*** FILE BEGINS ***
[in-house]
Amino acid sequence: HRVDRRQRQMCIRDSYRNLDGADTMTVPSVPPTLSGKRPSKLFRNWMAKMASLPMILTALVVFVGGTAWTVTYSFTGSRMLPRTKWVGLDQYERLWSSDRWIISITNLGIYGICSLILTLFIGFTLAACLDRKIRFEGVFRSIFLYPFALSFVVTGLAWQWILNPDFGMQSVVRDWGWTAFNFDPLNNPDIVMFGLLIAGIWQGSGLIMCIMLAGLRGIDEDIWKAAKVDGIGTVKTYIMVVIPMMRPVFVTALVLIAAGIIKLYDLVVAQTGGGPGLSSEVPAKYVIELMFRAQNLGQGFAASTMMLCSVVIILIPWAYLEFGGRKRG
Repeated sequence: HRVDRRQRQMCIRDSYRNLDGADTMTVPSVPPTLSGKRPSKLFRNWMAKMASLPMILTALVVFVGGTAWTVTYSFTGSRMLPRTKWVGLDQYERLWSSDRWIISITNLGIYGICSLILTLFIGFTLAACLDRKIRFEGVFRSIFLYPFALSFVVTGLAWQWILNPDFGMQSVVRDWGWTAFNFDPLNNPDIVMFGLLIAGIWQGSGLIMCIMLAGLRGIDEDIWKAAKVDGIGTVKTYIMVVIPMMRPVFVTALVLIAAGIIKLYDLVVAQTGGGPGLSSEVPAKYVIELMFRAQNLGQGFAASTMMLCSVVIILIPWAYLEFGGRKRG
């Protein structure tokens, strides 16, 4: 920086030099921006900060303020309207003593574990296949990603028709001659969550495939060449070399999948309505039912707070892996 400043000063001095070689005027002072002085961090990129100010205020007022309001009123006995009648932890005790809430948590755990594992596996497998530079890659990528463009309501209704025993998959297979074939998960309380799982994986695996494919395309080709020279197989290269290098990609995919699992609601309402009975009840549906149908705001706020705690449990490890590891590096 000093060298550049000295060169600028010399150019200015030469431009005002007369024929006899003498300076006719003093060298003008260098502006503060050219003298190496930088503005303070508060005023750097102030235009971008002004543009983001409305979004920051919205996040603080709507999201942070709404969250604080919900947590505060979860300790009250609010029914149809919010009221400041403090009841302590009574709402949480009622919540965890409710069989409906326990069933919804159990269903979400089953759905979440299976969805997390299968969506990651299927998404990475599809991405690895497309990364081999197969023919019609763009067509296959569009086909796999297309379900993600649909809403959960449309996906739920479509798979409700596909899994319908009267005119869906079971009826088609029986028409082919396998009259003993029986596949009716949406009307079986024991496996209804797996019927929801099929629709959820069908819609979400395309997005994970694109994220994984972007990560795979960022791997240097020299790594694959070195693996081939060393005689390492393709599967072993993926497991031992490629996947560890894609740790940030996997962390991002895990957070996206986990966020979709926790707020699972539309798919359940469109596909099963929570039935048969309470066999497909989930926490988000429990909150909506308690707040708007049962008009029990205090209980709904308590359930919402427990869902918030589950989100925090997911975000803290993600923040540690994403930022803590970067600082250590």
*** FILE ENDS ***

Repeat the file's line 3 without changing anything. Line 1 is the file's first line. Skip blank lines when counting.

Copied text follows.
Repeated sequence: HRVDRRQRQMCIRDSYRNLDGADTMTVPSVPPTLSGKRPSKLFRNWMAKMASLPMILTALVVFVGGTAWTVTYSFTGSRMLPRTKWVGLDQYERLWSSDRWIISITNLGIYGICSLILTLFIGFTLAACLDRKIRFEGVFRSIFLYPFALSFVVTGLAWQWILNPDFGMQSVVRDWGWTAFNFDPLNNPDIVMFGLLIAGIWQGSGLIMCIMLAGLRGIDEDIWKAAKVDGIGTVKTYIMVVIPMMRPVFVTALVLIAAGIIKLYDLVVAQTGGGPGLSSEVPAKYVIELMFRAQNLGQGFAASTMMLCSVVIILIPWAYLEFGGRKRG